As President Donald Trump faces impeachment for the second time over inciting the Capitol Hill violence, there are talks doing the rounds of vice-president-elect Kamala Harris presiding over his trial.
Following the president’s impeachment in the US House of Representatives, his indictment will be sent to the US Senate, which has the power to hold a trial and subsequently convict the Republican leader.
According to a report by The Times of India, Senate Republican leader Mitch McConnell has said he will allow the impeachment procedure to be tried by the US Senate only after the departure of Donald Trump from his office on January 20.
He further stated that he would be facilitating Kamala Harris who by virtue of the powers vested in her in the capacity of a vice-president would be presiding over a Senate deadlocked at 50-50.
Some analysts are of the opinion that though precedent calls for the Chief Justice of the US Supreme Court to preside over the trial, the vice-president, as the constitutionally designated President of the Senate, could also be in the chair. In any case, Kamala Harris will have a tie-breaking vote in a chamber locked at 50-50.
Back in 2020, when the US was preparing for Presidential elections and Donald Trump was the sole Republican Party candidate for a second White House run, had taunted Kamala Harris for dropping out of the Democratic nomination race.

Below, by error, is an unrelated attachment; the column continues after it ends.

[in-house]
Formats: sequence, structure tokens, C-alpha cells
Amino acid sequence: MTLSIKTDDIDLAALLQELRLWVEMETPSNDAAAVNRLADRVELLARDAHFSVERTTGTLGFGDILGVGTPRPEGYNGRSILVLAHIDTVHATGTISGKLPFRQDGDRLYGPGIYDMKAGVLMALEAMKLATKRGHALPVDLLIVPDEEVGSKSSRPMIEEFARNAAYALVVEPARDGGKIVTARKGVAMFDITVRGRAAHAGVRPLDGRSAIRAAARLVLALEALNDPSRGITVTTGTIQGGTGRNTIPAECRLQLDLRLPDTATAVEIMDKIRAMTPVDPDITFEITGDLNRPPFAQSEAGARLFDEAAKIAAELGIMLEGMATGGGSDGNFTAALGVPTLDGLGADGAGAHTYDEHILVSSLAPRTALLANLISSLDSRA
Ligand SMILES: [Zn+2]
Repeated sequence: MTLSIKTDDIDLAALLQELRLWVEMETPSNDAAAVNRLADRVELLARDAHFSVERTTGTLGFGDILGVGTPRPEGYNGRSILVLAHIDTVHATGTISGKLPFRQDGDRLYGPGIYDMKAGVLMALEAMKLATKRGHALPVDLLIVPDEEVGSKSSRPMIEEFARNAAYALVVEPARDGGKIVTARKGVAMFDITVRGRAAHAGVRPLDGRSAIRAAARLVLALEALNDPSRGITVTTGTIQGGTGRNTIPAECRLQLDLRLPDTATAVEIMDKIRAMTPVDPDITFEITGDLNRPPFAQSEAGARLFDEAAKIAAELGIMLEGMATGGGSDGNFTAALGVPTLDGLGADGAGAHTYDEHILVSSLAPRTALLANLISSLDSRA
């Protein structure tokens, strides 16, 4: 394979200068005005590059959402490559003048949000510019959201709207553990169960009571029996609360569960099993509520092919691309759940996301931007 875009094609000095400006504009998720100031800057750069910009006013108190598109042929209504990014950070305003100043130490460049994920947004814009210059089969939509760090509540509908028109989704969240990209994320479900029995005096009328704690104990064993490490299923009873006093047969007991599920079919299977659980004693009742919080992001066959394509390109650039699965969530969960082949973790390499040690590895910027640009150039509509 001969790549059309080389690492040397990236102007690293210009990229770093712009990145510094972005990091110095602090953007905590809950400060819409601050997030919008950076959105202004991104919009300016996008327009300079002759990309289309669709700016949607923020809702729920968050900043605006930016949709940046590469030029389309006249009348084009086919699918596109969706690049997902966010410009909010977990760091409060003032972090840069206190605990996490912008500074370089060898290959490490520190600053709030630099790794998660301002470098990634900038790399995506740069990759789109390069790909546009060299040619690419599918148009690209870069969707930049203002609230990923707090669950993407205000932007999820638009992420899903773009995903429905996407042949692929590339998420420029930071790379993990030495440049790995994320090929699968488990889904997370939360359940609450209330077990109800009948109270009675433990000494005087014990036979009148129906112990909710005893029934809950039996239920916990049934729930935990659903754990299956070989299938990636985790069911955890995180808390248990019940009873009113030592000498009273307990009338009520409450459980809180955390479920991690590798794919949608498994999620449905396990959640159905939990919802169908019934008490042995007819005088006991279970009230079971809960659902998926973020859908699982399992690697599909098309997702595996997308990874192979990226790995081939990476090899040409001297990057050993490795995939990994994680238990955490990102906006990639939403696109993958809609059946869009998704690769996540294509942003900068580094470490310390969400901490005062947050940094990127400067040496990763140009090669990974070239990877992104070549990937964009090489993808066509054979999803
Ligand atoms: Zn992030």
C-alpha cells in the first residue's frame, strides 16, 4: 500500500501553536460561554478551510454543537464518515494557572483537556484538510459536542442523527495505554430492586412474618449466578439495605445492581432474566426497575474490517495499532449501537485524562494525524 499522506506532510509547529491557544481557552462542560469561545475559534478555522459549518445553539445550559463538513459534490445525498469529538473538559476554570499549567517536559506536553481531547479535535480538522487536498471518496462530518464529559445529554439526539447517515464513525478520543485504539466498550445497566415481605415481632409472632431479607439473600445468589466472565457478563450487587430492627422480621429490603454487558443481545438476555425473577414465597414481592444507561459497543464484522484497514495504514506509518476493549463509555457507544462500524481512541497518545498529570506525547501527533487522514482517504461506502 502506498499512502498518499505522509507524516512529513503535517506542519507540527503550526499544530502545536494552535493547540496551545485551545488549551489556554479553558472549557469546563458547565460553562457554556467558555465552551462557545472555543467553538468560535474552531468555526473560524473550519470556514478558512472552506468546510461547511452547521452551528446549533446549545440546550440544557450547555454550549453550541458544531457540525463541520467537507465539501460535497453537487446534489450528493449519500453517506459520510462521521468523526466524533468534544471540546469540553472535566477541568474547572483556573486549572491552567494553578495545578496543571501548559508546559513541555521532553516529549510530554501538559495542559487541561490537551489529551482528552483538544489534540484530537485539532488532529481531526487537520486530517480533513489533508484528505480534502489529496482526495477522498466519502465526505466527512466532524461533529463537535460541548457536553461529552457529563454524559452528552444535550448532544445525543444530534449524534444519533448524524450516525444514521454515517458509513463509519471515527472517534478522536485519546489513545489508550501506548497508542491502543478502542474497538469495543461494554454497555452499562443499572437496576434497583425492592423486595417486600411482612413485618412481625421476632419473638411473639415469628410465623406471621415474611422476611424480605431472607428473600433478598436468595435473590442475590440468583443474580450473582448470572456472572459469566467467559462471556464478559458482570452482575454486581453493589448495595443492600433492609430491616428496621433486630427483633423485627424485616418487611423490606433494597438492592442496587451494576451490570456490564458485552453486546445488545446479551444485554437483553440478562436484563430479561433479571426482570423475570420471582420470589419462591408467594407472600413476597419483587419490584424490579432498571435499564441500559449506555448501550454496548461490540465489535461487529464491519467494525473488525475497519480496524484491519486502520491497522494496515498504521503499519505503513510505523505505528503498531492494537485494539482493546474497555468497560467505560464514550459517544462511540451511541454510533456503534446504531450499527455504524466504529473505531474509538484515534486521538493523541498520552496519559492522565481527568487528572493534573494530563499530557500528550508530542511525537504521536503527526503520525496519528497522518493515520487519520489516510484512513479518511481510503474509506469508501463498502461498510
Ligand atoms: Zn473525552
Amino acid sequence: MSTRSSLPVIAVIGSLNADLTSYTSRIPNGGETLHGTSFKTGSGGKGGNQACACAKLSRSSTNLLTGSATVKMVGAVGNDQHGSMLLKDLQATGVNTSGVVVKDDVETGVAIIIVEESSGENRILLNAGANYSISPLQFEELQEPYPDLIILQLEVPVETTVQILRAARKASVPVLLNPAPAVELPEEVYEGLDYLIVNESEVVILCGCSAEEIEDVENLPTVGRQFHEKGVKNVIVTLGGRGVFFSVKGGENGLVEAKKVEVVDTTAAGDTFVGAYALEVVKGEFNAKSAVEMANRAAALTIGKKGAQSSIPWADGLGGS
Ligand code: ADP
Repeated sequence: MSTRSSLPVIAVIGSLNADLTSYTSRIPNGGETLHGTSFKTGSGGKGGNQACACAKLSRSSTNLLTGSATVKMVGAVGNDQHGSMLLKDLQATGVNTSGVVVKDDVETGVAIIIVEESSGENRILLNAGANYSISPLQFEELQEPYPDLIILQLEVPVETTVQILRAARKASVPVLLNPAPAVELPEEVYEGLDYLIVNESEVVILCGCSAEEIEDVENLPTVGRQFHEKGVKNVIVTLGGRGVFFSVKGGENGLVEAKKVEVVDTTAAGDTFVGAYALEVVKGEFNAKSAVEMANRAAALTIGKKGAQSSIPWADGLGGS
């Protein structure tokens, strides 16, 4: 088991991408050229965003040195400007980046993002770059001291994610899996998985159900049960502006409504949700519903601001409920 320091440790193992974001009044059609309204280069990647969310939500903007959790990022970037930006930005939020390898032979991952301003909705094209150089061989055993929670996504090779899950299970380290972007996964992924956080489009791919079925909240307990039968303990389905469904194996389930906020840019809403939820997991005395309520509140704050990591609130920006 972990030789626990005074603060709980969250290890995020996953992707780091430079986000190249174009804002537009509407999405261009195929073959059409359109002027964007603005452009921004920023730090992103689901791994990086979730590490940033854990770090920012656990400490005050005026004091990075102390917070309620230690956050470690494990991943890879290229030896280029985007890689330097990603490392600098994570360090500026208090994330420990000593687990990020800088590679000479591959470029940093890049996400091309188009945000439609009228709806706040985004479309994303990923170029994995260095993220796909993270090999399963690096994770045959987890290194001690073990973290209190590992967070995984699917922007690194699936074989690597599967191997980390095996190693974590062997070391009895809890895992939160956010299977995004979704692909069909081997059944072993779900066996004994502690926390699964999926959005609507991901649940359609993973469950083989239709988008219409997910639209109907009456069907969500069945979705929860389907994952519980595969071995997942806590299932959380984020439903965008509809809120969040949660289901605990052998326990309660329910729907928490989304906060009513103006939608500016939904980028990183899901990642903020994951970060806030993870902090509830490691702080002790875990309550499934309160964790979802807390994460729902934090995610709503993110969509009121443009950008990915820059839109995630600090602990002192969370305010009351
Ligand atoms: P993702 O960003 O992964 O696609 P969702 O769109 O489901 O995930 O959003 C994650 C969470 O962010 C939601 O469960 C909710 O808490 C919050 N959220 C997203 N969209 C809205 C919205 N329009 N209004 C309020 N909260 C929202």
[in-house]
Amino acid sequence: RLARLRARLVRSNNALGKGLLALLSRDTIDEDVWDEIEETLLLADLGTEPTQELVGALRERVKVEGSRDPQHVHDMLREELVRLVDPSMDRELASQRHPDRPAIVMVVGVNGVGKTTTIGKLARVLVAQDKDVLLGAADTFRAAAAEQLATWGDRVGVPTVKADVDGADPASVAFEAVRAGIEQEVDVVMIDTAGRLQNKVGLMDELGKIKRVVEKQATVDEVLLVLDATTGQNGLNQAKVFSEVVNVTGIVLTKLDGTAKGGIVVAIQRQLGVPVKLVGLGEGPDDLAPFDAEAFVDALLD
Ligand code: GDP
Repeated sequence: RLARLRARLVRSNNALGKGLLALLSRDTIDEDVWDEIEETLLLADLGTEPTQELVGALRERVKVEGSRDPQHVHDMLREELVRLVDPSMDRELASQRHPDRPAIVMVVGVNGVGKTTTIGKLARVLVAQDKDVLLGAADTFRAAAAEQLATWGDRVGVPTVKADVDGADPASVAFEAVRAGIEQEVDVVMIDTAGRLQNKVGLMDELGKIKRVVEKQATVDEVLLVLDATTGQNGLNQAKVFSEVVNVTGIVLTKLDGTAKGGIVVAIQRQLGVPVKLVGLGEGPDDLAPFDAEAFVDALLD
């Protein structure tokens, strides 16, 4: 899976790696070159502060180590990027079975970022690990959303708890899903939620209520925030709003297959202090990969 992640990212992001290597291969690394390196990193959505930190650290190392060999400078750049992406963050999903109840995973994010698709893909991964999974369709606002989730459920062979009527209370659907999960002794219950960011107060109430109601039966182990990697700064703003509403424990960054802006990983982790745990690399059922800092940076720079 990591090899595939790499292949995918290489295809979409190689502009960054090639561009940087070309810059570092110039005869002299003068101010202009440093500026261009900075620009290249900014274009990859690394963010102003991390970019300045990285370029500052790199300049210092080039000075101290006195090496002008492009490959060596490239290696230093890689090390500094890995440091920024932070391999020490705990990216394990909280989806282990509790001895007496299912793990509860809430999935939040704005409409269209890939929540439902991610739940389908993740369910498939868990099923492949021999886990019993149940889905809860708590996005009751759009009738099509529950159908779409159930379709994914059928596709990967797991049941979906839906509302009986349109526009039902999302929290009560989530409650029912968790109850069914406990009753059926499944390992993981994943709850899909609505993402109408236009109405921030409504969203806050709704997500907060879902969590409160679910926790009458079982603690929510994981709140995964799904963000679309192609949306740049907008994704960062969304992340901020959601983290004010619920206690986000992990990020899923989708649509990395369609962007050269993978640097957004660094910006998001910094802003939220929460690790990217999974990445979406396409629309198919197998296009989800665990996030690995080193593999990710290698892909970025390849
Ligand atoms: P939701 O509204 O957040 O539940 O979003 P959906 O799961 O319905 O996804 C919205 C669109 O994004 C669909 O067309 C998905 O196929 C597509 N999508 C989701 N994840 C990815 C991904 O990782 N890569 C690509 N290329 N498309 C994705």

Taking to Twitter, he had made a snarky comment saying "We'll miss you!". Kamala Harris had then shot back at him saying, "Don’t worry, Mr. President. I’ll see you at your trial."
As per reports, the trial by current Chief Justice John Roberts, even though distrusted by Trump could be in his interest than the prospect of placing his fate in the hands of Kamala Harris and surrogate turned ally Republican leader Mitch McConnell.
To convict Trump, 17 of the 50 Republicans in the new Senate would have to join the 50 Democrats to meet the necessary two-thirds threshold. But some analysts have pointed out that outcome depends on those ‘present and voting’.
As things stand, at least five Republican Senators are expected to vote to convict Trump if the matter comes to the Senate. Although some Congressmen are said to have expressed fear for their lives in going against Trump in the house.